The Miss California hypocrisy
By Allan R. Ellenberger
May 16, 2009
As most people know who read my blog on a regular basis, I rarely get political. My agenda is to discover the history of anything Hollywood. But the recent Miss USA debacle really ticked me off. So please bear with me while I vent.
Everyone knows about Carrie Prejean, the current Miss California, who was asked about gay marriage and the reaction that resulted from her answer. She claims her rights were violated – that her freedom of speech was blocked and she was punished for speaking her mind.
Wait a minute, how was her freedom of speech taken away from her and how was she punished? She was asked a question and was allowed to give her opinion. She wasn’t immediately taken off the stage and put on a truck to the nearest concentration camp. Billy Bush (Miss USA host) did not hold her down and brand an “A” on her forehead.
She gave her opinion and there was feedback to that opinion. Miss California has to understand that that’s the way it works. Just because she wasn’t pleased with the response does not mean her freedoms were obstructed. There were just as many people who supported her opinion.
Personally I don’t care what Miss California thinks about gay marriage or any subject for that matter. But she is entitled to that opinion and to vocally express it, whether I agree with her or not — and I would fight for her right to have that freedom. But people are also entitled to respond to her opinion whether she likes the response or not. What bothers me is the hypocrisy she expressed in the press conference when Donald Trump allowed her to keep her crown. At one point she said:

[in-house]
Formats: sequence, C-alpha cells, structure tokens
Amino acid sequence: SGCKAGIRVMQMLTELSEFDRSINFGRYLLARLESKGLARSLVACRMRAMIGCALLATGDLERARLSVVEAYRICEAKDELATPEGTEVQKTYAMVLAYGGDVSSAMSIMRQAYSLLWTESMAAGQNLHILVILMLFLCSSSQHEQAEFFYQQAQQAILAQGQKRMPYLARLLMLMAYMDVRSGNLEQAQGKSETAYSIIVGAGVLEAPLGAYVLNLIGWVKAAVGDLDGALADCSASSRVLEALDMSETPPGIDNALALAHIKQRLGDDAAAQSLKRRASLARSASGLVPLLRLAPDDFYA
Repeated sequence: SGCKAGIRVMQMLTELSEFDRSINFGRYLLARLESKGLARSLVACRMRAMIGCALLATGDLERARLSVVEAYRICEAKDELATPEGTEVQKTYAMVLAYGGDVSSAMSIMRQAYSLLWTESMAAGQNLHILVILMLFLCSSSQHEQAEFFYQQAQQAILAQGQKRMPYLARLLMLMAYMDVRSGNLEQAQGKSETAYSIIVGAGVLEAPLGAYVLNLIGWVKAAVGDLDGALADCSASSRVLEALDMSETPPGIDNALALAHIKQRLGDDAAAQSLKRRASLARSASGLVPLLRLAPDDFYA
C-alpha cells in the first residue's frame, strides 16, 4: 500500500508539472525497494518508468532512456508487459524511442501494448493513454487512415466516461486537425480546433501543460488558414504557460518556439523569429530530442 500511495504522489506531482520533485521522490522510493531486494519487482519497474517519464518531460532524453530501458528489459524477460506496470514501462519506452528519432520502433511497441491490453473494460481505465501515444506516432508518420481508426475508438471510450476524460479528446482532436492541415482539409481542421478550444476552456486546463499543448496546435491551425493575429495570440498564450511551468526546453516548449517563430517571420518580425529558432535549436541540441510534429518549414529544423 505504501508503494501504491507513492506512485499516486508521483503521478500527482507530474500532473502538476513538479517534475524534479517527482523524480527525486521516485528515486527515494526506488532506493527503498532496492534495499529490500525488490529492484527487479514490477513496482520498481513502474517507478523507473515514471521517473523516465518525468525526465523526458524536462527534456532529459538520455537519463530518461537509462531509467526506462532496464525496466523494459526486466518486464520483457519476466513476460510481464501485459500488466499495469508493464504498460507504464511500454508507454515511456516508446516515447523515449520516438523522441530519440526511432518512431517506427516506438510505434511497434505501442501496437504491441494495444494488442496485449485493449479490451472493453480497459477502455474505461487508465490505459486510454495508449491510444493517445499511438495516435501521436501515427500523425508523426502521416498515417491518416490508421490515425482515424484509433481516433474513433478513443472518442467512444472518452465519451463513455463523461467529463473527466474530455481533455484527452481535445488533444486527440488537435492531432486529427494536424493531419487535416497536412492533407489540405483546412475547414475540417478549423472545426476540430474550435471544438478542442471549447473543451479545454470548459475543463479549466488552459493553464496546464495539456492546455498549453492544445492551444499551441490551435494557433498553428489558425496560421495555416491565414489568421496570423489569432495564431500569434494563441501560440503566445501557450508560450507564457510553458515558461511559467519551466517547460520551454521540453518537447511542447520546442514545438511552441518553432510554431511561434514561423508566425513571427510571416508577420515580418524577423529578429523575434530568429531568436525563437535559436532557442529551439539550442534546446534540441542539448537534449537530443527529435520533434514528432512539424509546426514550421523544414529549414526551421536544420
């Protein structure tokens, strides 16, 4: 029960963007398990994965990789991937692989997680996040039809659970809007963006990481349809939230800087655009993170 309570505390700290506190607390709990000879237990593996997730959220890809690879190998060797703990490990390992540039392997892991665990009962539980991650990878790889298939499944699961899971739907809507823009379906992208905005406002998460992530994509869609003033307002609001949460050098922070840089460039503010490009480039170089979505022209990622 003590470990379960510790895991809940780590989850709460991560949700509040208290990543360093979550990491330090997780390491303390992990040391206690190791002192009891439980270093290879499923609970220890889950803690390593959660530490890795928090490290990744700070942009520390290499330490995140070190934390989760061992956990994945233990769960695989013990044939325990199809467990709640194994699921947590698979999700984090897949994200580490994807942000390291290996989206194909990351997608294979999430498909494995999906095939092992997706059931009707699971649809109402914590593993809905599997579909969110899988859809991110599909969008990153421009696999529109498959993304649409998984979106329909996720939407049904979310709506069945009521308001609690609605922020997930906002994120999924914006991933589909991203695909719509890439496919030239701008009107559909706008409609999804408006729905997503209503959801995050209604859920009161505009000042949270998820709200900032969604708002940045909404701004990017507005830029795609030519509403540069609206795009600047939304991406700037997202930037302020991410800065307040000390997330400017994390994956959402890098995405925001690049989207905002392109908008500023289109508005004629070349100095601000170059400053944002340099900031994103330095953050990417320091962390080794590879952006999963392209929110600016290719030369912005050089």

“My grandfather served under General Patton in World War II and is someone I admire greatly. He never spoke about the Battle of the Bulge that he participated in as a rifleman or the honorary medals he received because of his bravery. But he did speak about the freedom he fought for and taught me to never back down and never let anyone take those freedoms away from you.
“On April 19, on that stage, I exercised my freedom of speech and I was punished for doing so. This should not happen in America. It undermines the Constitutional rights that my grandfather fought for.”
It sounds to me that she is trying to obstruct her opponents freedom of speech. For anyone to disagree or express opposition to her opinion should not happen in America? I don’t think so.
Well Miss California, my father also fought in World War II, received medals and fought for my rights. The difference is that on November 4, 2008, my rights were taken away from me.
As many of the evangelical right like to practice what I call a “cafeteria” approach to the Bible (where they pick-and-chose what they believe), it seems Miss California likes to do the same with the Constitution. She’s evidently for freedom of speech but not for equal rights.
The last time I looked, the 14th Amendment to the Constitution — that her grandfather fought for — said:
“All persons born or naturalized in the United States, and subject to the jurisdiction thereof, are citizens of the United States and of the State wherein they reside. No State shall make or enforce any law which shall abridge the privileges or immunities of citizens of the United States; nor shall any State deprive any person of life, liberty, or property, without due process of law; nor deny to any person within its jurisdiction the equal protection of the laws.”
It appears she and many others disagree with that section of the Constitution.
So Miss California, please stand up and give your opinions on gay marriage or any subject you chose, and do it with my blessings (not that you care). But if someone disagrees with you, stop being a cry-baby and take it on the chin. If you can’t stand the heat, get out of the pageant. That is my opinion.